*Fantastic Mr. Fox (PG)
Wes Anderson is nothing if not unique. From his Bottle Rocket debut to unheralded gem The Darjeeling Limited, the Texas-born filmmaker has developed a signature aesthetic. And with Fantastic Mr. Fox, he proves it can lift even a stop-motion animated feature.
Adapted by Anderson and Noah Baumbach from Roald Dahl's 1970 children's novel, the surprisingly adult-ish film stars George Clooney as the titular animal and Meryl Streep as his no-less-fantastic wife. After a chicken-hunting prologue that sees the couple narrowly escape danger, Mr. Fox promises his wife he'll retire from a life of crime and settle down to start a family. Several fox-years later, the dapperly dressed Mr. Fox finds himself working as a newspaper columnist who no one reads, living in a tree he can't quite afford, questioning his place in the world.
In Dahl's book, the Fox family includes four children, but here the kids are condensed into one sulking teen son named Ash (Anderson regular Jason Schwartzman), who competes with his newly arrived, more athletic, hippy-dippy cousin Kristofferson (Eric Anderson, Wes' brother) for his father's attention.
Risking home and family, Mr. Fox decides to go behind his wife's tail to steal produce from three greedy farmers, Boggis, Bunce and Bean, with help from Kylie (Wally Wolodarsky), a loyal, lovable opossum who tends to zone out whenever Fox gives instructions. Naturally, the farmers then declare war on the foxes and their friends. Anderson uses this deceptively simple setup to further explore the Fox family dynamic and to incorporate one of his favorite themes, that of father-son dysfunction.
Recent articles about Mr. Fox have focused on Anderson's unorthodox decision to direct the film from afar and to trust his animators so completely. However, you can't second-guess Anderson's choice to record the voice cast together on location, rather than individually in a studio environment. The result is warmth and spontaneity in the performances. Ideas like this, and the decision to use real animal fur on the puppets, give the film an admirable handmade quality.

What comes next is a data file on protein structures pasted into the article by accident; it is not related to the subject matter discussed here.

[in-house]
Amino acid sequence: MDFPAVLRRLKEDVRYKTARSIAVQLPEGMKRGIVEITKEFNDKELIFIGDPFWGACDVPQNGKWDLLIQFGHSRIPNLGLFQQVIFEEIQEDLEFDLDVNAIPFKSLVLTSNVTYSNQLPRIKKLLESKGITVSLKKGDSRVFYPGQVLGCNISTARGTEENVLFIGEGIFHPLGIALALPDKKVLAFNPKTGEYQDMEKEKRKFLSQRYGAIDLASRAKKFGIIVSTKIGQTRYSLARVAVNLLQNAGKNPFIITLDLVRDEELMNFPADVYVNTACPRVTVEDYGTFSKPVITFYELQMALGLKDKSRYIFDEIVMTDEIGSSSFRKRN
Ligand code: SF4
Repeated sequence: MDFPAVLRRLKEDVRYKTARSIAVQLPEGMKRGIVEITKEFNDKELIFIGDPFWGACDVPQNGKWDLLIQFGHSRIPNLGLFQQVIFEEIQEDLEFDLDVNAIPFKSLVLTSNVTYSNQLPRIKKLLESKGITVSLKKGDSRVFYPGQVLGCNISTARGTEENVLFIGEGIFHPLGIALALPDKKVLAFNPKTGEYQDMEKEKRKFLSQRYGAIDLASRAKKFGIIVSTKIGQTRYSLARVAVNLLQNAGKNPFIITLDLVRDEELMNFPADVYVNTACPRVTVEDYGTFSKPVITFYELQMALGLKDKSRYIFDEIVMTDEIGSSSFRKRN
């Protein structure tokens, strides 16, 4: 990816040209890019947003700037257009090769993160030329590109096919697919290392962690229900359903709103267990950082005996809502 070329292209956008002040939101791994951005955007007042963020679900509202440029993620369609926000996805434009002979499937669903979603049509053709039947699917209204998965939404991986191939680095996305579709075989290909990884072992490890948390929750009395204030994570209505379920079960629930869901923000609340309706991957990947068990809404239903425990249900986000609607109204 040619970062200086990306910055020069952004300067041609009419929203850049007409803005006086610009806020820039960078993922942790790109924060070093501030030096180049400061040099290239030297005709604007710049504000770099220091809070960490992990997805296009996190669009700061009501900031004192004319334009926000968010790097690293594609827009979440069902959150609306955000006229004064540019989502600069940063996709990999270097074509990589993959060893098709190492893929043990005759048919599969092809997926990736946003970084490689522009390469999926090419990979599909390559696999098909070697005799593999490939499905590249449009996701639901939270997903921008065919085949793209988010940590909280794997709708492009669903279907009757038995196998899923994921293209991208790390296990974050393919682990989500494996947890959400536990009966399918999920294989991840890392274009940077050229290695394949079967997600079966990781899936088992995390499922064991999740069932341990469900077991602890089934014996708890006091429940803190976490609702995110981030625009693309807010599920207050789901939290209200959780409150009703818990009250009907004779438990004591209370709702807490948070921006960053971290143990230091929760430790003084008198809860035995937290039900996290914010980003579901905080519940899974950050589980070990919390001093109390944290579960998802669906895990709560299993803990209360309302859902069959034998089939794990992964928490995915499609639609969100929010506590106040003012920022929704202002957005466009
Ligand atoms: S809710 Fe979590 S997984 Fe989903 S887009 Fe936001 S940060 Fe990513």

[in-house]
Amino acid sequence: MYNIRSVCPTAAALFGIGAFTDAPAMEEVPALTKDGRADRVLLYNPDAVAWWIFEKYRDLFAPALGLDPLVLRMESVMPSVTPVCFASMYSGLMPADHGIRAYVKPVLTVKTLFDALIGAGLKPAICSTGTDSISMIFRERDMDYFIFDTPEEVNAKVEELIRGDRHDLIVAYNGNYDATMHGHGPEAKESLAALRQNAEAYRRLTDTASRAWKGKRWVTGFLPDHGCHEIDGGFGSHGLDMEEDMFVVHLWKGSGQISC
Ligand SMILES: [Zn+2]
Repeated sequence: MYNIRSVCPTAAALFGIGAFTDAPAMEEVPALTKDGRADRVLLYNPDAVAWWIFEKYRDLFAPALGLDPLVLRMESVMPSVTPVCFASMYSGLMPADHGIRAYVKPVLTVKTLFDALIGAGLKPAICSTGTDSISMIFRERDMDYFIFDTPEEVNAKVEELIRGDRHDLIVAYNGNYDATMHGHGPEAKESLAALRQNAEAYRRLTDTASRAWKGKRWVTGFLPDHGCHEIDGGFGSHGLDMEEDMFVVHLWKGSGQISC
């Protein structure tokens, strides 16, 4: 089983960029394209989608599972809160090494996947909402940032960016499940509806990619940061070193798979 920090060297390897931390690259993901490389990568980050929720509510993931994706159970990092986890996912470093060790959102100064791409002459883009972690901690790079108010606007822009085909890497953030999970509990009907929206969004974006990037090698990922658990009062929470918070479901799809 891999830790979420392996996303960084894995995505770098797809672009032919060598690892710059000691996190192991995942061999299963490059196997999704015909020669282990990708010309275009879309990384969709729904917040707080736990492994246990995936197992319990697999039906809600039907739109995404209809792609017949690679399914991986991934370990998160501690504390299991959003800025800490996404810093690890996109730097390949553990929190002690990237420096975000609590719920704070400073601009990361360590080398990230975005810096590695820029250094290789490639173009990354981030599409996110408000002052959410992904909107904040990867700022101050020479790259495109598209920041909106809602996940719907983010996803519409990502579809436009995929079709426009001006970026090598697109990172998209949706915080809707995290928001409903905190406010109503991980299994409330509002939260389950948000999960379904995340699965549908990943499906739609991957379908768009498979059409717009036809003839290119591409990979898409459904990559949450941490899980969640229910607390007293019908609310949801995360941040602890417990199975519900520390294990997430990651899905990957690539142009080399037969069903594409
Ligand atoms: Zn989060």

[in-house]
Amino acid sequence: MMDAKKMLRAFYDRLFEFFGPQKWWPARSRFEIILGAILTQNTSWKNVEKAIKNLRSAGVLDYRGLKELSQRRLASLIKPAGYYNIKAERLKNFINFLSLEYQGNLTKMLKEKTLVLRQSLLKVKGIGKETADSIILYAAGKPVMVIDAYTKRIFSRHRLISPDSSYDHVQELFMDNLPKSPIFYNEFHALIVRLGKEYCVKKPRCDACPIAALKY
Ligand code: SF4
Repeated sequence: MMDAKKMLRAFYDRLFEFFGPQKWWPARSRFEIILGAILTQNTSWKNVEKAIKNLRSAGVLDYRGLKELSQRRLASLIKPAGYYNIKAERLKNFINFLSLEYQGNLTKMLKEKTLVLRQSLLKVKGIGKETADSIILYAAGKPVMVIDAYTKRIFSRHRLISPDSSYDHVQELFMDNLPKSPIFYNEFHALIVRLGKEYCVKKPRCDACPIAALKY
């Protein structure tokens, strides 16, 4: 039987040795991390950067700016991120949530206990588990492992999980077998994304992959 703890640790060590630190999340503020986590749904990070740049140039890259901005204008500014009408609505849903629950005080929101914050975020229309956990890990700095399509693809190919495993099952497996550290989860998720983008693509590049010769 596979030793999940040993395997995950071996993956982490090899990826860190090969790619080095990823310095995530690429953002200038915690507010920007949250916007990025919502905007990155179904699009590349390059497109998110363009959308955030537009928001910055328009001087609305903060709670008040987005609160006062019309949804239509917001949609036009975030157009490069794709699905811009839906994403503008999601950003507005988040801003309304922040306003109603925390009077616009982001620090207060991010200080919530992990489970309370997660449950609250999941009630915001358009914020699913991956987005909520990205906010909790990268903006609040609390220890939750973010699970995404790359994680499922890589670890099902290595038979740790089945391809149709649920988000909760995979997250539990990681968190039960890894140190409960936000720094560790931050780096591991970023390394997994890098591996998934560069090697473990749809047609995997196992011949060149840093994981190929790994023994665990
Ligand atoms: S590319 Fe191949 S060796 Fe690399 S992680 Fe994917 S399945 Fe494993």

Clooney is perfectly cast as the sly fox, his movie-star charm conveying cunning wisdom. Streep burrows under her character's fur to bring gravity to the reluctant yet supportive Mrs. Fox, though the script doesn't allow her to stand out. Schwartzman and Wolodarsky both deliver wonderfully nuanced performances as the boys, but it's Willem Dafoe who steals the movie as the deliciously vicious, cigarette-smoking Rat. They're supported by Bill Murray as Mr. Fox's lawyer, Owen Wilson as confusing Coach Skip, chef Mario Batali as Rabbit, and musician Jarvis Cocker as a banjo-strumming farmhand.
In the big picture of Anderson's career, Fantastic Mr. Fox is a less "important" work, lacking the depth of feeling that endeared Rushmore, The Royal Tenenbaums and The Darjeeling Limited to legions of fans. Still, it entertains with charisma to spare; the offbeat, witty script has a strong, though familiar, message at its core; and it's impossible not to be charmed by the exquisitely rendered animation.
Fantastic Mr. Fox may be an adaptation, but it's as "Wes Anderson" as any of the director's movies, each frame infused with his trademark style, which includes a penchant for prologues, close-ups, quick pans, chapter titles, hipster fashion and the Rolling Stones. Dahl's story provides the perfect framework on which for Anderson to hang his quirky comic and emotional sensibilities. The author himself would be proud.